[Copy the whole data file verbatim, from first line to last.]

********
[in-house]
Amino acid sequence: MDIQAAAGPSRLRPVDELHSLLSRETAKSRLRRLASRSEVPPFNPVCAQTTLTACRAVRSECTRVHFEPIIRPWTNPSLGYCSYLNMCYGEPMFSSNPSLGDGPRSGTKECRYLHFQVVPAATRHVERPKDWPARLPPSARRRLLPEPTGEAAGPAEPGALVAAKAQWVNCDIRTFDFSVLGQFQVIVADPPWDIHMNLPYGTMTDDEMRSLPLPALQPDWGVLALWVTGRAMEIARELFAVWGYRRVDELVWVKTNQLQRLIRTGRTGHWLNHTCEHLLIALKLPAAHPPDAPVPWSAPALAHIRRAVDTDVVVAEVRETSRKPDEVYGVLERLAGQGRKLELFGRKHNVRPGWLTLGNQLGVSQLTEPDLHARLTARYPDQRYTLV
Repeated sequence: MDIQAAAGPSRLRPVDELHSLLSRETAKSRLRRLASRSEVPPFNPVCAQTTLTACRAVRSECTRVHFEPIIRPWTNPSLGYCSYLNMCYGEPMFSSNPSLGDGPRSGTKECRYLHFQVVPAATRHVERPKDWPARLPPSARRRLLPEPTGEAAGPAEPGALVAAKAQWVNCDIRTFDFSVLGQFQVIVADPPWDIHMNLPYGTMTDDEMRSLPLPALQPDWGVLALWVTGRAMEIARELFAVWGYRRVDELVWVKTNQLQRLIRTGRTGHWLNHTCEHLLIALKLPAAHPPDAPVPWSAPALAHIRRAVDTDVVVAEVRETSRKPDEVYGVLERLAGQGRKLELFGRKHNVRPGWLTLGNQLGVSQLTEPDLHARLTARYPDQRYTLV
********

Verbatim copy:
[in-house]
Amino acid sequence: MDIQAAAGPSRLRPVDELHSLLSRETAKSRLRRLASRSEVPPFNPVCAQTTLTACRAVRSECTRVHFEPIIRPWTNPSLGYCSYLNMCYGEPMFSSNPSLGDGPRSGTKECRYLHFQVVPAATRHVERPKDWPARLPPSARRRLLPEPTGEAAGPAEPGALVAAKAQWVNCDIRTFDFSVLGQFQVIVADPPWDIHMNLPYGTMTDDEMRSLPLPALQPDWGVLALWVTGRAMEIARELFAVWGYRRVDELVWVKTNQLQRLIRTGRTGHWLNHTCEHLLIALKLPAAHPPDAPVPWSAPALAHIRRAVDTDVVVAEVRETSRKPDEVYGVLERLAGQGRKLELFGRKHNVRPGWLTLGNQLGVSQLTEPDLHARLTARYPDQRYTLV
Repeated sequence: MDIQAAAGPSRLRPVDELHSLLSRETAKSRLRRLASRSEVPPFNPVCAQTTLTACRAVRSECTRVHFEPIIRPWTNPSLGYCSYLNMCYGEPMFSSNPSLGDGPRSGTKECRYLHFQVVPAATRHVERPKDWPARLPPSARRRLLPEPTGEAAGPAEPGALVAAKAQWVNCDIRTFDFSVLGQFQVIVADPPWDIHMNLPYGTMTDDEMRSLPLPALQPDWGVLALWVTGRAMEIARELFAVWGYRRVDELVWVKTNQLQRLIRTGRTGHWLNHTCEHLLIALKLPAAHPPDAPVPWSAPALAHIRRAVDTDVVVAEVRETSRKPDEVYGVLERLAGQGRKLELFGRKHNVRPGWLTLGNQLGVSQLTEPDLHARLTARYPDQRYTLV